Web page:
I haven't tried the latest ClickBook 2000 yet, but the older ClickBook v2.x is installed and used similarly to FinePrint (figure 2). One significant difference is that you have to create a ClickBook version of every printer on your system. Thus, if your computer has two printers installed (say, a local printer and a network printer), you will need to create "CB" versions of both of these printers, thus giving you four printers in all. I find this to be major pain and is one reason why I prefer FinePrint instead.
Printing 100+ page documents with ClickBook is fairly slow, even on a Pentium II PC, but I haven't tried the same with FinePrint yet so I can't offer any comparisons.
Evaluation versions of ClickBook v2.2 and FinePrint 2000 for Windows 9x/NT are available for download from their respective web sites. ClickBook 2000 sells for US$49.95, while FinePrint 2000 sells for $10 less at US$39.95. The evaluation versions add a line indicating their "trial" status and they may or may not cause you to lose a line at the bottom of the sheet depending on how you set your margins.
While both ClickBook and FinePrint can reduce the amount of paper you use, Adobe Acrobat can eliminate all printing entirely if you so choose. Adobe Acrobat v4.0 from Adobe Systems (https://www.adobe.com) allows you to print to a file (a so-called "Acrobat PDF file") instead of onto paper. The file maintains all of the text, graphics and formatting that would normally appear on hard copy and may be viewed by people who don't have the software that was used to create the original documents or even the fonts (figure 3). All they need is the free Acrobat Reader.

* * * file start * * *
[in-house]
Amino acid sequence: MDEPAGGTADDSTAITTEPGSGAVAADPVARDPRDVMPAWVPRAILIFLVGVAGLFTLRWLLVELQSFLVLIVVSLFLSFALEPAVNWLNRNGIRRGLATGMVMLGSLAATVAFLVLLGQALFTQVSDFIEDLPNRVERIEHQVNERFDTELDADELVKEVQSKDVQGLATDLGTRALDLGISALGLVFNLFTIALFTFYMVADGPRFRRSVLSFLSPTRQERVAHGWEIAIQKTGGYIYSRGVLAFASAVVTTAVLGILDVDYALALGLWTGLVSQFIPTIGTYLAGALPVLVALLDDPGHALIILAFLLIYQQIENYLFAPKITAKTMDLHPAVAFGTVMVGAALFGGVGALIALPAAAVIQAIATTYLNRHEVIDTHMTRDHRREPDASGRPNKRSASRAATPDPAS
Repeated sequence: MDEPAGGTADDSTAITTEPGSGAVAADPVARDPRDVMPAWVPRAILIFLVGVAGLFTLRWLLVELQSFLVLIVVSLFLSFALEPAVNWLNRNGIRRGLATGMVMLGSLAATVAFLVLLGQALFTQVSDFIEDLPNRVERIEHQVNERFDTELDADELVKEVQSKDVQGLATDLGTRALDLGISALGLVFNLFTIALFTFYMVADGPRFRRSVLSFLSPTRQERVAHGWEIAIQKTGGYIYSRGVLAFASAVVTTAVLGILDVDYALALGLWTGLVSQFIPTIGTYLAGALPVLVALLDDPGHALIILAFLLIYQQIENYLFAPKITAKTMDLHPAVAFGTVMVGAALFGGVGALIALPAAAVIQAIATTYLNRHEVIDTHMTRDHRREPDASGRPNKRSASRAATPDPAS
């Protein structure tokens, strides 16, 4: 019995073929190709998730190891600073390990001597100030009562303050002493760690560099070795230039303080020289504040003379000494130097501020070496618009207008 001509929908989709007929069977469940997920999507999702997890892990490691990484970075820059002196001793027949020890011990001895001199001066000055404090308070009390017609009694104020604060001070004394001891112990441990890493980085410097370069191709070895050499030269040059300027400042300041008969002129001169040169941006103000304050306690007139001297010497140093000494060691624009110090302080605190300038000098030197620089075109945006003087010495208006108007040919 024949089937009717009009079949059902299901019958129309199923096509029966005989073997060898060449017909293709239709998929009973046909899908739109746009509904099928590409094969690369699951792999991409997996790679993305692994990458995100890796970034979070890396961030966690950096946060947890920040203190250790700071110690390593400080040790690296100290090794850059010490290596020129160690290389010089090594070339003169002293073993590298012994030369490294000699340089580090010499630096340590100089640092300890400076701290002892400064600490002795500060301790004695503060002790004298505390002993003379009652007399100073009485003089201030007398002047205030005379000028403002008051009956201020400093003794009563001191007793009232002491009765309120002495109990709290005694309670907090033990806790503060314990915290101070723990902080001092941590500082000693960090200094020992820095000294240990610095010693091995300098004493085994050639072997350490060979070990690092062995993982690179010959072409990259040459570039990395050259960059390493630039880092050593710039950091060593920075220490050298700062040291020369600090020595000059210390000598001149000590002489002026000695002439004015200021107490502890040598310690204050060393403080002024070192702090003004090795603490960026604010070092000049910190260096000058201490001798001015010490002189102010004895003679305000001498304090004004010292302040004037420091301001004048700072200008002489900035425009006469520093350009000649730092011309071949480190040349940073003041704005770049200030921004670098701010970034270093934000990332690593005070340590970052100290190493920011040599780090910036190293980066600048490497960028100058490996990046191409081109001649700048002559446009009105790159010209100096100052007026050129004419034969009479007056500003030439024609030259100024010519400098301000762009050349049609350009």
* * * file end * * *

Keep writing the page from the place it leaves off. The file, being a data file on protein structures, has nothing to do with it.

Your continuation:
A great many companies distribute their product documentation in PDF format. Acrobat, for example, only comes with a flimsy "Getting Started" brochure. The full Users Guide and other technical notes are provided on the Acrobat CD as PDF files.
Installation is routine and when finished, two Adobe "printers" will be created: Adobe PDFWriter and Adobe Distiller. PDFWriter is used to capture output from simpler applications, while Distiller is better suited for capturing output from more complicated programs like desktop publishing. As a general rule, Distiller creates smaller files than PDFWriter does.
Acrobat is used the same way any printer is used. In any application, issue a print command and then select either Adobe PDFWriter or Adobe Distiller as the printer (or set either as the default printer). Depending on how they're configured, these printers will ask you a question or two (e.g. the name of the file to be saved) and soon you will have a PDF file that matches what you intended to print.
I use Acrobat often to capture web pages. It takes less time to print to a file than it does for me to turn on my printer and wait for it to warm up. And compared to paper printout, a PDF is so much easier to file away for later use. Acrobat also has the ability to "snake" its way through a website and save all the web pages from a given starting point or URL. Except for the very simplest sites though, this could generate hundreds of pages of output, and as a result I rarely use it.
The only "operational" problem I've found with Acrobat is that it sometimes has problems saving web sites with Thai text. In actual fact, special language packs need to be installed to handle Asian languages, but unfortunately no Thai language pack exists.
Even if you have no specific need for Acrobat, you probably can't ignore it because so much stuff comes out in PDF format these days. Fortunately, the Acrobat Reader is free and often comes bundled with many software titles. Or you can download it from Adobe's website for a wide range of operating systems (Windows, Macintosh, OS/2, Linux, numerous flavours of Unix, etc.). The most current Windows version is 4.05 and is a 5.6mb download.
Unfortunately, the sofware needed to create the PDF's is NOT free. Far, far from it. At US$249 list price I consider it quite expensive for non-application software (of course, no one every accused Adobe of selling cheap software). In fairness though, Acrobat is a powerful program and I've only touched upon a fraction of its features. In that context it MIGHT be worth the asking price, but I'd be happier if Adobe were to create a cheaper, stripped down version which could only perform basic print saves. In my opinion, this would widen the use and acceptance of the PDF format, something Adobe no doubt strives for.